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Jan 24, 2016 7:14 PM

Rubio Iowa closing argument attacks Clinton, not GOP rivals

The Associated Press

WATERLOO, Iowa (AP) Republican presidential candidate Marco Rubio sprinted toward the Iowa caucuses Sunday, avoiding direct confrontations with his opponents and instead, projecting a vision that looks more toward the general election.

The Florida senator was in Cedar Rapids and Waterloo, part of a nine-day blitz across the state, campaigning with confidence to audiences numbering in the hundreds, as preference polls showed Texas Sen. Ted Cruz and billionaire businessman Donald Trump ahead in Iowa.

Iowans will vote in the country's leadoff contest on Feb. 1.

"We are not just picking a political party," he told 400 people in a Cedar Rapids hotel ballroom. "We are picking the very identity of our nation. That is what's at stake in this election."

Campaigning in eastern Iowa, Rubio touted a scheduled joint appearance with Iowa's popular Republican freshman Sen. Joni Ernst Monday. Ernst, elected in 2014, is among several younger, newer members of Congress joining Rubio on the road though Ernst says she will not endorse anyone before the caucuses.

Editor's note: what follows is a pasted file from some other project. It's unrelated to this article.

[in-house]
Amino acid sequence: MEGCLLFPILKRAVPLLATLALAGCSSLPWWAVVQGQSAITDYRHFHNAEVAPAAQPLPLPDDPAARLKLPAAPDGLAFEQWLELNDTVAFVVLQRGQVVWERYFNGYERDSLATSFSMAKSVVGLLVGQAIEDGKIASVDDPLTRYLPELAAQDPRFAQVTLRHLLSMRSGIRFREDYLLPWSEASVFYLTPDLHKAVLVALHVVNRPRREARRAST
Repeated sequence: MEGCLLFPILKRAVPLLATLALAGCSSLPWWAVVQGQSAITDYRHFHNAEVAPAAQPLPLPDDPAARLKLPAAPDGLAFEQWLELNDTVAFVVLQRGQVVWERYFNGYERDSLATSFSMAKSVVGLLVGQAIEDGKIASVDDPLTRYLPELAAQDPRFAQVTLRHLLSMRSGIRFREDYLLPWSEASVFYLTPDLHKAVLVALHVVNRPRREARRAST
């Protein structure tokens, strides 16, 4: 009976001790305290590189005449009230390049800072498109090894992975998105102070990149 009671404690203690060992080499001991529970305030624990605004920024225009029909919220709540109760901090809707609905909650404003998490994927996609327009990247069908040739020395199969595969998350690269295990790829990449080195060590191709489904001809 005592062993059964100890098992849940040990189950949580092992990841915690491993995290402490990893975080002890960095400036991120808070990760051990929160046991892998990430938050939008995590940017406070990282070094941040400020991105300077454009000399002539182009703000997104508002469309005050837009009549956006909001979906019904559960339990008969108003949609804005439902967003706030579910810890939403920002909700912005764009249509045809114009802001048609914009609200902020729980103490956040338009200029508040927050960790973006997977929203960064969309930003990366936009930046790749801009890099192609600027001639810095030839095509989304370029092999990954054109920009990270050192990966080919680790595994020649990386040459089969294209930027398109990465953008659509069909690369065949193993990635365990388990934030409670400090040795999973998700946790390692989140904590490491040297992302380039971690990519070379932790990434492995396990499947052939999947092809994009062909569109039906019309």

It's part of 44-year old Rubio's effort to cast himself as part of a new generation of conservative Republicans, while characterizing Democratic front-runner Hillary Clinton as an embodiment of a longstanding partisan gridlock in Washington.

In recent weeks, Rubio has campaigned with newer members of Congress, who, like Rubio, were elected during the conservative tea party wave of 2010, like South Carolina Rep. Trey Gowdy, as well Colorado Sen. Cory Gardner and South Dakota Rep. Kristi Noem.

Rubio has stepped up his Iowa campaigning in recent weeks, positioning himself as the alternative to anti-establishment candidates Cruz and Trump. The Des Moines Register and Sioux City Journal, two of Iowa's largest newspapers, endorsed the Florida senator on Saturday.

And while Trump and Cruz intensified their attacks against one another in Iowa this weekend, Rubio took only light jabs at his rivals.

Rubio pointed to candidates who voted to approve a reduction in federal military spending, accusations directed at fellow Sens. Cruz and Rand Paul though he never mentioned them by name.

"Our next president should tell you as a candidate how they will fight the war on terror," Rubio said.


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